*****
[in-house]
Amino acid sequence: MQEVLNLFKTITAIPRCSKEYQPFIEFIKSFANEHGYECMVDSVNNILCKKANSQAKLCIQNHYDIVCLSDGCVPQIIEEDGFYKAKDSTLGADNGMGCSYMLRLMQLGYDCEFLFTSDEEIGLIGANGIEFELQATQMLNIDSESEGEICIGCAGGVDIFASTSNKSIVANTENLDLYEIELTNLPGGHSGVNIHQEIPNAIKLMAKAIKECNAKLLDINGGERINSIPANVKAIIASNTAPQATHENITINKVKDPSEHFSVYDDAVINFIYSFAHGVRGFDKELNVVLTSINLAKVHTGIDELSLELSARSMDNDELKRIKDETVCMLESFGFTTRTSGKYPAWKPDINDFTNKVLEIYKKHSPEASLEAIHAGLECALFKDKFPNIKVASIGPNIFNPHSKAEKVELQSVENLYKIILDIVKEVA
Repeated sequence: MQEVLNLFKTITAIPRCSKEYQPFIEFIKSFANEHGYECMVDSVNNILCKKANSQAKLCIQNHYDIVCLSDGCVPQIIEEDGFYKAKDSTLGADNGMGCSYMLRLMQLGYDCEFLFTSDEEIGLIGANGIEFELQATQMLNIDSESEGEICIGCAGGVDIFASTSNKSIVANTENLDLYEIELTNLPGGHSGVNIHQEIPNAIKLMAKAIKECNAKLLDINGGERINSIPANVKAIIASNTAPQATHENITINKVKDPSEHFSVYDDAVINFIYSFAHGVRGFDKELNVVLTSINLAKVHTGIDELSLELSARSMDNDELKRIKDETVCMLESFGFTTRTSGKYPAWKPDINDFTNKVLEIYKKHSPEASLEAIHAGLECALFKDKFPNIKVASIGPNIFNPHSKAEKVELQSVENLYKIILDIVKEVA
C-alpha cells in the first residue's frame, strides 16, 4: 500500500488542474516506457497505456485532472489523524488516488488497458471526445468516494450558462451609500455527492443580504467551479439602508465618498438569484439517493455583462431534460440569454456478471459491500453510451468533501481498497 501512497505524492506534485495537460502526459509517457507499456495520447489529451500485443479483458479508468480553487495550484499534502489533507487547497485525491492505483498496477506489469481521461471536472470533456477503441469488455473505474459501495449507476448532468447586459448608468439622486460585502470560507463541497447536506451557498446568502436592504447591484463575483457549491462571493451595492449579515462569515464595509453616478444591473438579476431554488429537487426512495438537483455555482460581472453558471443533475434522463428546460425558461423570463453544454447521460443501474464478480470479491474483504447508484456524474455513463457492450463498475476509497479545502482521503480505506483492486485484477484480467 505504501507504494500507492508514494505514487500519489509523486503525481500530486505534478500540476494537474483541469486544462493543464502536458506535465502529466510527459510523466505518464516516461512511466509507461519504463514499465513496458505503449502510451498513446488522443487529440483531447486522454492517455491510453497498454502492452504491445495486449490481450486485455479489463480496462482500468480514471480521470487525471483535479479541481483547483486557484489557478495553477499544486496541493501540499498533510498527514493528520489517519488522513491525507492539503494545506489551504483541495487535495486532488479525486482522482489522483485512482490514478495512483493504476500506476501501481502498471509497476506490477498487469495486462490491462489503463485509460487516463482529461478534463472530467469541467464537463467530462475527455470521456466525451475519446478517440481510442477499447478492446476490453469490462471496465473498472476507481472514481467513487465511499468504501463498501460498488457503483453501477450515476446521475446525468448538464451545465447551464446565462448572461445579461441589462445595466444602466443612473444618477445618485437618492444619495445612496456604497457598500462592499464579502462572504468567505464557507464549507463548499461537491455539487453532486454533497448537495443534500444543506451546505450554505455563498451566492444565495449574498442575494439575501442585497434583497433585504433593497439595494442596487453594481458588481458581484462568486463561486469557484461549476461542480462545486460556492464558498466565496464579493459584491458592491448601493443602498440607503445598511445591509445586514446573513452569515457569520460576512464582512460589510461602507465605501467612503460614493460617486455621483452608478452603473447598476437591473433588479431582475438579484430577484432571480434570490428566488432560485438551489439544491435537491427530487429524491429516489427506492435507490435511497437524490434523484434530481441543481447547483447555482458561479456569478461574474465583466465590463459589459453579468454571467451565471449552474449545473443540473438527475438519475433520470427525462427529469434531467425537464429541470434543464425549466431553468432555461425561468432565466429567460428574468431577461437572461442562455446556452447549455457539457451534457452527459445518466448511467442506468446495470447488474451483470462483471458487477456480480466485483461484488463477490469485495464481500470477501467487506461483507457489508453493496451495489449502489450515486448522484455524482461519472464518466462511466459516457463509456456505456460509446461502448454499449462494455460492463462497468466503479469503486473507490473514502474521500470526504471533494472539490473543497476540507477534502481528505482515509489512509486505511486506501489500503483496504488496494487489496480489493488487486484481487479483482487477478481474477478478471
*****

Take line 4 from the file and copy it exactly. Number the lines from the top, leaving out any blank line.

C-alpha cells in the first residue's frame, strides 16, 4: 500500500488542474516506457497505456485532472489523524488516488488497458471526445468516494450558462451609500455527492443580504467551479439602508465618498438569484439517493455583462431534460440569454456478471459491500453510451468533501481498497 501512497505524492506534485495537460502526459509517457507499456495520447489529451500485443479483458479508468480553487495550484499534502489533507487547497485525491492505483498496477506489469481521461471536472470533456477503441469488455473505474459501495449507476448532468447586459448608468439622486460585502470560507463541497447536506451557498446568502436592504447591484463575483457549491462571493451595492449579515462569515464595509453616478444591473438579476431554488429537487426512495438537483455555482460581472453558471443533475434522463428546460425558461423570463453544454447521460443501474464478480470479491474483504447508484456524474455513463457492450463498475476509497479545502482521503480505506483492486485484477484480467 505504501507504494500507492508514494505514487500519489509523486503525481500530486505534478500540476494537474483541469486544462493543464502536458506535465502529466510527459510523466505518464516516461512511466509507461519504463514499465513496458505503449502510451498513446488522443487529440483531447486522454492517455491510453497498454502492452504491445495486449490481450486485455479489463480496462482500468480514471480521470487525471483535479479541481483547483486557484489557478495553477499544486496541493501540499498533510498527514493528520489517519488522513491525507492539503494545506489551504483541495487535495486532488479525486482522482489522483485512482490514478495512483493504476500506476501501481502498471509497476506490477498487469495486462490491462489503463485509460487516463482529461478534463472530467469541467464537463467530462475527455470521456466525451475519446478517440481510442477499447478492446476490453469490462471496465473498472476507481472514481467513487465511499468504501463498501460498488457503483453501477450515476446521475446525468448538464451545465447551464446565462448572461445579461441589462445595466444602466443612473444618477445618485437618492444619495445612496456604497457598500462592499464579502462572504468567505464557507464549507463548499461537491455539487453532486454533497448537495443534500444543506451546505450554505455563498451566492444565495449574498442575494439575501442585497434583497433585504433593497439595494442596487453594481458588481458581484462568486463561486469557484461549476461542480462545486460556492464558498466565496464579493459584491458592491448601493443602498440607503445598511445591509445586514446573513452569515457569520460576512464582512460589510461602507465605501467612503460614493460617486455621483452608478452603473447598476437591473433588479431582475438579484430577484432571480434570490428566488432560485438551489439544491435537491427530487429524491429516489427506492435507490435511497437524490434523484434530481441543481447547483447555482458561479456569478461574474465583466465590463459589459453579468454571467451565471449552474449545473443540473438527475438519475433520470427525462427529469434531467425537464429541470434543464425549466431553468432555461425561468432565466429567460428574468431577461437572461442562455446556452447549455457539457451534457452527459445518466448511467442506468446495470447488474451483470462483471458487477456480480466485483461484488463477490469485495464481500470477501467487506461483507457489508453493496451495489449502489450515486448522484455524482461519472464518466462511466459516457463509456456505456460509446461502448454499449462494455460492463462497468466503479469503486473507490473514502474521500470526504471533494472539490473543497476540507477534502481528505482515509489512509486505511486506501489500503483496504488496494487489496480489493488487486484481487479483482487477478481474477478478471